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A new ICTJ report argues that in Africa's interconnected Great Lakes region, each country’s attempt to provide justice for past violations offers lessons for similar processes in others. We gathered civil society activists from across the region to discuss which strategies have worked f...

Why pursue transitional justice in the aftermath of massive human rights violations? “The Case for Justice” provides a window into the debate about the relevance of transitional justice in today’s world.

The trial of Thomas Lubanga before the ICC has the potential to set a critical precedent regarding the right to reparations. In our latest podcast ICTJ's Director of Reparations Ruben Carranza discusses recommendations ICTJ submitted to the ICC concerning the implementation of reparatio...

The conviction of Thomas Lubanga is a milestone for the international criminal justice system and may make an important contribution to the development and definition of the right to reparations in international human rights law. Accompanying a submission filed with the ICC in advance o...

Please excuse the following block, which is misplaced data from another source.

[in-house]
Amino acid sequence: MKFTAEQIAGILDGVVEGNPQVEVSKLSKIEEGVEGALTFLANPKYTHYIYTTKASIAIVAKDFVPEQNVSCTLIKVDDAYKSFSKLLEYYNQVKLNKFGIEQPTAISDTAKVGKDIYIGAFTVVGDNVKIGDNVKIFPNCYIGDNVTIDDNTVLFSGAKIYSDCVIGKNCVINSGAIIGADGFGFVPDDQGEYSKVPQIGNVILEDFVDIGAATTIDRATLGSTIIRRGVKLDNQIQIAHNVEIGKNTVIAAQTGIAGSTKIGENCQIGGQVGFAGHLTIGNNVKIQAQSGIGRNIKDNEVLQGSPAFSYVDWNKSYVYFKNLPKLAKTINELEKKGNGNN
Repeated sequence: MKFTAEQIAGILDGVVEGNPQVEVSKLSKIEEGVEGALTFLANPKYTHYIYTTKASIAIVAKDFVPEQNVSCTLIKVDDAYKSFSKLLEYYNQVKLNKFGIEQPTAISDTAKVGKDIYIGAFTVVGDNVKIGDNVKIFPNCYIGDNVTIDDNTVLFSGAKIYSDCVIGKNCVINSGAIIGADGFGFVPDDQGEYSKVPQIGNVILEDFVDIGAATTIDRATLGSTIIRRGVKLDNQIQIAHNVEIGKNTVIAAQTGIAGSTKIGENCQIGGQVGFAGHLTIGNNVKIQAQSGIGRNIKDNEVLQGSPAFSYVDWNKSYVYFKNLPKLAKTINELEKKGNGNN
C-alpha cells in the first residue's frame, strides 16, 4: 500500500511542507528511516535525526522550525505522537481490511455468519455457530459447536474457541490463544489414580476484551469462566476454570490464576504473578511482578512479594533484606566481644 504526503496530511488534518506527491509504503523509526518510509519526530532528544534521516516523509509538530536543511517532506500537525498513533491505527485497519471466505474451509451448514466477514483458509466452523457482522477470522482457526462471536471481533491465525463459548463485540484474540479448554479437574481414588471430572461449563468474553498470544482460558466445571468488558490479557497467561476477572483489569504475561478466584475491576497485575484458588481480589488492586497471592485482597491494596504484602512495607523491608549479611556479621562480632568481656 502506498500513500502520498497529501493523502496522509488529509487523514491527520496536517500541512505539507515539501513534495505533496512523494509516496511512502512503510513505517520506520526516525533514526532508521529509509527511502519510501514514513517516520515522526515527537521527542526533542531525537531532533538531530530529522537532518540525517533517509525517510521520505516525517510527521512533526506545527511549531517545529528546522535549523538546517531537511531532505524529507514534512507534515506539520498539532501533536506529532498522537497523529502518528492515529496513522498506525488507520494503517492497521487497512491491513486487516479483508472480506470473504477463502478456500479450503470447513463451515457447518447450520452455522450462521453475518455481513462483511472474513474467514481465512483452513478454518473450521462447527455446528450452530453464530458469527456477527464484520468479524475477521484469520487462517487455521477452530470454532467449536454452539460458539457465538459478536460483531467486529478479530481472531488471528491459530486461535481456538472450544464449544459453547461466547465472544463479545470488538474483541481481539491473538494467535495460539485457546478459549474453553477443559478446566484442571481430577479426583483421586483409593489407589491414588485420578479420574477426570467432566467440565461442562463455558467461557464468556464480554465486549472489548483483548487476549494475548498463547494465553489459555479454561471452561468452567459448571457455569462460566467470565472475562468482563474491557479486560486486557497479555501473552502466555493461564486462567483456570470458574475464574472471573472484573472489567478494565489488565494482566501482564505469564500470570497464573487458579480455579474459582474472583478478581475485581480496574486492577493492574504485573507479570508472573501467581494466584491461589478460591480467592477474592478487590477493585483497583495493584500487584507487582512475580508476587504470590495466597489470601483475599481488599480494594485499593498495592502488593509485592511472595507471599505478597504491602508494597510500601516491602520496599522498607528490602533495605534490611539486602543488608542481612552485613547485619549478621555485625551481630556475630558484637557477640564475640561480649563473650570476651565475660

After three years on trial and a total of seven in detention, Thomas Lubanga gained the dubious notoriety of becoming the first person to be convicted by the International Criminal Court (ICC) in The Hague. It would be encouraging if the court, including the prosecution, indicated it sa...

As of 2010, over 1 billion children worldwide were living in territories affected by armed conflict, over one-quarter of them under the age of five. This means the “average” civilian victim—a person killed, injured, or forced to flee his or her home—is likely to be a child or youth. ICT...

“Through a New Lens: A Child-Sensitive Approach to Transitional Justice” analyzes experiences of four countries—Liberia, Democratic Republic of Congo (DRC), Colombia and Nepal—and identifies some k